EPA Appeals Decision Overturning Guidance on Coal Mine Permitting in Appalachian States
As reported in the July/August 2012 issue of the Environmental Letter, on July 31, 2012, the federal district court for the District of Columbia ruled in the case of National Mining Association v. Jackson, that EPA exceeded its statutory authority when it issued its July 21, 2011 Final Guidance memorandum on coal mining permitting in Kentucky, Ohio, Pennsylvania, Tennessee, Virginia, and West Virginia. On October 9, 2012, EPA gave notice that it would appeal this decision to the U.S. Court of Appeals for the District of Columbia.
EPA’s Guidance instructed EPA regional offices to object to NPDES permits for surface mining operations in the affected states, to the extent that the discharges from those mines were anticipated not to meet a conductivity “benchmark” established by EPA. Industry groups and the states of Kentucky and West Virginia argued that the Guidance impermissibly established a state water quality standard for conductivity. Under the Clean Water Act, the establishment of such standards is the primary responsibility of states, not EPA. The court also found that the Guidance unlawfully interfered with state permitting authority under the Clean Water Act and the Surface Mining Control and Reclamation Act (SMCRA) in other important respects.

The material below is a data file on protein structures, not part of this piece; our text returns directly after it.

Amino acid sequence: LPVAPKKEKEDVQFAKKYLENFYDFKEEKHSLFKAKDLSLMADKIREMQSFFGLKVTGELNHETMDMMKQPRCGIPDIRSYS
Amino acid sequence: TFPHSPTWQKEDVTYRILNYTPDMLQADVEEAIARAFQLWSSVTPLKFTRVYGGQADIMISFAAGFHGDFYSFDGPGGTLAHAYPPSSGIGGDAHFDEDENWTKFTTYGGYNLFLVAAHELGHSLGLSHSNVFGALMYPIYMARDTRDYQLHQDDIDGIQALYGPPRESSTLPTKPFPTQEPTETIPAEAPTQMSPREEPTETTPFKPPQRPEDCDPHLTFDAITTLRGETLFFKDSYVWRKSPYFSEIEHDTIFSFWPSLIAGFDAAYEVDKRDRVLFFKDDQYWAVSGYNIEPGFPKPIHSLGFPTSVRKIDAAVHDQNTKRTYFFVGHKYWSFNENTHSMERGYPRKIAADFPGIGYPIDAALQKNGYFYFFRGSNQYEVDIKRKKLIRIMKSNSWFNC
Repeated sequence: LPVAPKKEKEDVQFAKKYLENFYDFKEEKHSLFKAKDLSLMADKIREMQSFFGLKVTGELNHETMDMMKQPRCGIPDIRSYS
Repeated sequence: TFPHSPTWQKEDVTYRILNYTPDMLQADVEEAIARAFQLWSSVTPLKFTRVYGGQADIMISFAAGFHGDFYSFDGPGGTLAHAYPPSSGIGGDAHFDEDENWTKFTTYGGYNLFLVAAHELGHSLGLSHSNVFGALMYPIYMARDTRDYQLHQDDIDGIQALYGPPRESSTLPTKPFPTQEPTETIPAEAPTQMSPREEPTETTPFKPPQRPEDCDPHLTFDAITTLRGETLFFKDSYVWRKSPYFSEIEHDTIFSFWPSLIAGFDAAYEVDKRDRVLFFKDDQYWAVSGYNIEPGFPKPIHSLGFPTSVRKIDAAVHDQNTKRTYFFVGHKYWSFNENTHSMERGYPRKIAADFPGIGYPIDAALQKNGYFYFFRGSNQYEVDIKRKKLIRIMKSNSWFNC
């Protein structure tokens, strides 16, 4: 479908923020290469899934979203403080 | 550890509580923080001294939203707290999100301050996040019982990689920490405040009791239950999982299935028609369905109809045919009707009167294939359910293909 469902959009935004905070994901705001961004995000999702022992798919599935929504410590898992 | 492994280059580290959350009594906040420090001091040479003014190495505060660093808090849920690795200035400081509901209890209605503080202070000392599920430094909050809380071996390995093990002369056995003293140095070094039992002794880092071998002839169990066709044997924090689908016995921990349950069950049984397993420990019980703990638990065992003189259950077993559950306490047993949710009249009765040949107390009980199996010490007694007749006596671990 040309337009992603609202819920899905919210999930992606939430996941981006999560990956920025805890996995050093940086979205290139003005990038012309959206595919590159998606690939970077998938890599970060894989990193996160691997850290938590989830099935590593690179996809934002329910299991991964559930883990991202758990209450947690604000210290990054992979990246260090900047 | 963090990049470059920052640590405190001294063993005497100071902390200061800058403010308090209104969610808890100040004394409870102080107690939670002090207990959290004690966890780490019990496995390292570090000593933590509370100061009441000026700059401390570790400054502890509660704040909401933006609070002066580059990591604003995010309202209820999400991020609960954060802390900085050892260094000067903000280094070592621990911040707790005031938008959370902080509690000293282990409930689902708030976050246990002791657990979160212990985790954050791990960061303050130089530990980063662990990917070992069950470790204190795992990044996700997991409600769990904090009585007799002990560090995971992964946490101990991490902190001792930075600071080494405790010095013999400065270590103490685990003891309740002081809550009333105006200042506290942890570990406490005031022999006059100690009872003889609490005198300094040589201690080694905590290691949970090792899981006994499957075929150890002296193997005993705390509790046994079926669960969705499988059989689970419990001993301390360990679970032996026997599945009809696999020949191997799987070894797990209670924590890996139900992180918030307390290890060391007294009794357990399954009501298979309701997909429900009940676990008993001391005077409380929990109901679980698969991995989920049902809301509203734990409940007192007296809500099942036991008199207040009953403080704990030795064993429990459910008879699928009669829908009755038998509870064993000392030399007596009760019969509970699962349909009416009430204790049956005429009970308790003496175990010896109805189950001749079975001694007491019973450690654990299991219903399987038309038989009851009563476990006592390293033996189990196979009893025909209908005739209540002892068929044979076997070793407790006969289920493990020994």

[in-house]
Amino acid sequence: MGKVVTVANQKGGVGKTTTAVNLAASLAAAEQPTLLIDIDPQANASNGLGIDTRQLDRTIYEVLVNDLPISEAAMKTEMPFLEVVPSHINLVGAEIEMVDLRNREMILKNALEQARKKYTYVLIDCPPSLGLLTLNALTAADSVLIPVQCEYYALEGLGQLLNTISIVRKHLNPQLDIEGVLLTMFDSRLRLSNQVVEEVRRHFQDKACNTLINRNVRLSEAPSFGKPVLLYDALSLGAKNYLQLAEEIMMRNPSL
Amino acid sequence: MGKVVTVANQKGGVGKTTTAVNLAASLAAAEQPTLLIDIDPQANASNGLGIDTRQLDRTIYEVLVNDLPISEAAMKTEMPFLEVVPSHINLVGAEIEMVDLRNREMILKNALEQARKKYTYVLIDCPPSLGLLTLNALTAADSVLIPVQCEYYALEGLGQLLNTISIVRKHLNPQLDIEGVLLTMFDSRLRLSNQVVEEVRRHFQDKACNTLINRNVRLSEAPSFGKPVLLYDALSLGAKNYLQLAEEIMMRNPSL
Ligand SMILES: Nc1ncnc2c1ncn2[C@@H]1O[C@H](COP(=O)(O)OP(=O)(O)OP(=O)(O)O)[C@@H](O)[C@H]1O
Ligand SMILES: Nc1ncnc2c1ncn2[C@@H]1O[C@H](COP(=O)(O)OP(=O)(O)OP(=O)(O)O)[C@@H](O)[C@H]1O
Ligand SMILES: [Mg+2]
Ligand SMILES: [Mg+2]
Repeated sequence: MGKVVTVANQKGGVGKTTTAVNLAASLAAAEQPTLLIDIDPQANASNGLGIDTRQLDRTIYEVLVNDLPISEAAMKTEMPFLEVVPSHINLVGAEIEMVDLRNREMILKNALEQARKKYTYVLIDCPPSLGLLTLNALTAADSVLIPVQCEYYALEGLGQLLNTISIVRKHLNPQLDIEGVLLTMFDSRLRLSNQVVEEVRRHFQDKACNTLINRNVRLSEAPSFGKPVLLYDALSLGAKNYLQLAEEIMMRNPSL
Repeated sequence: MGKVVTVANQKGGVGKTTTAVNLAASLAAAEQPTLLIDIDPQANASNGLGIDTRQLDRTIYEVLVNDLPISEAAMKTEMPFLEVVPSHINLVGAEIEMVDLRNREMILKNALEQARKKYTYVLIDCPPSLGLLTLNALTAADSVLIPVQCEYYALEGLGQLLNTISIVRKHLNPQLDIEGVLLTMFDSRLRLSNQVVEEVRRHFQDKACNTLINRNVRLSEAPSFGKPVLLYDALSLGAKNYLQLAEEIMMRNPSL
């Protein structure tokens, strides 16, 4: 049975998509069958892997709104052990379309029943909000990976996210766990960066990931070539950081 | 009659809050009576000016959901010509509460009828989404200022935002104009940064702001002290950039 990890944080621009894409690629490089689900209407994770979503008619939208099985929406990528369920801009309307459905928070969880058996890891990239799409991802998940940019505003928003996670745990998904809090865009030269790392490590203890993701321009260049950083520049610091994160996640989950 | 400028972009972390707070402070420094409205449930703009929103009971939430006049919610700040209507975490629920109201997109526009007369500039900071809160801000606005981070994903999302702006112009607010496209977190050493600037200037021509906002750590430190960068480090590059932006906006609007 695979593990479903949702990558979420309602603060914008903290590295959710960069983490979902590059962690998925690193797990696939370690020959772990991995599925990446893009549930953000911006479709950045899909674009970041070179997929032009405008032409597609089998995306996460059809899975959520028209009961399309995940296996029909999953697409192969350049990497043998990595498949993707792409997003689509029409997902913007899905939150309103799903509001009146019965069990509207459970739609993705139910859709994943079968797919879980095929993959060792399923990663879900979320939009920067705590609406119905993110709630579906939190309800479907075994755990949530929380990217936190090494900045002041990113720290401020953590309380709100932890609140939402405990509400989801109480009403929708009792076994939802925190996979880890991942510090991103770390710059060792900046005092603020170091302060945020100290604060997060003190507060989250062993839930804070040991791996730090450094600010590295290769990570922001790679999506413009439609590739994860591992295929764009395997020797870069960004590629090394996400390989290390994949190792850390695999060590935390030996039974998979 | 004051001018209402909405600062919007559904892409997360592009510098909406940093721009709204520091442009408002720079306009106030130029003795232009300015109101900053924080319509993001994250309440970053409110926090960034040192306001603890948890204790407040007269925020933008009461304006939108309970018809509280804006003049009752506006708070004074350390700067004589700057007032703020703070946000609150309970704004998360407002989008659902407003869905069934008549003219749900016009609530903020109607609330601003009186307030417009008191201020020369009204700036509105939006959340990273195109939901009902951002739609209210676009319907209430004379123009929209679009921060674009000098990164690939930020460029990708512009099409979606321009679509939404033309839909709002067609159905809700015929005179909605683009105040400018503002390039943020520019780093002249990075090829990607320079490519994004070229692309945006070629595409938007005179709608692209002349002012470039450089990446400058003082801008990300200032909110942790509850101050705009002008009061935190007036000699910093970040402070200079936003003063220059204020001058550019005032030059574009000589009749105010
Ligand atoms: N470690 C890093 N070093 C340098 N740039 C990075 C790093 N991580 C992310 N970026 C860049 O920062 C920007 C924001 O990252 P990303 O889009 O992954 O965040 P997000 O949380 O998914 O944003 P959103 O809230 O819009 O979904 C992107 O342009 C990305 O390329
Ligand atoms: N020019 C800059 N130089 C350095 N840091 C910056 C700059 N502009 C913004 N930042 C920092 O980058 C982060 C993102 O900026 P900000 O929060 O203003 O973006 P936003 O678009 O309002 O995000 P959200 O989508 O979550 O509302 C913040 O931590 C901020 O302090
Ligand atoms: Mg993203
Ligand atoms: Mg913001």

The National Mining Association case was viewed as a major victory for the mining industry, and the appeal will be closely watched by industry, state regulatory authorities, and other interest groups. At this point, none of the parties has filed its opening brief with the D.C. Circuit, and a final decision will likely not be issued in the case for several months. We will continue to monitor the status of this case as it progresses on appeal.
To view a complete PDF of the September/October 2012 issue of the Environmental Letter, click HERE.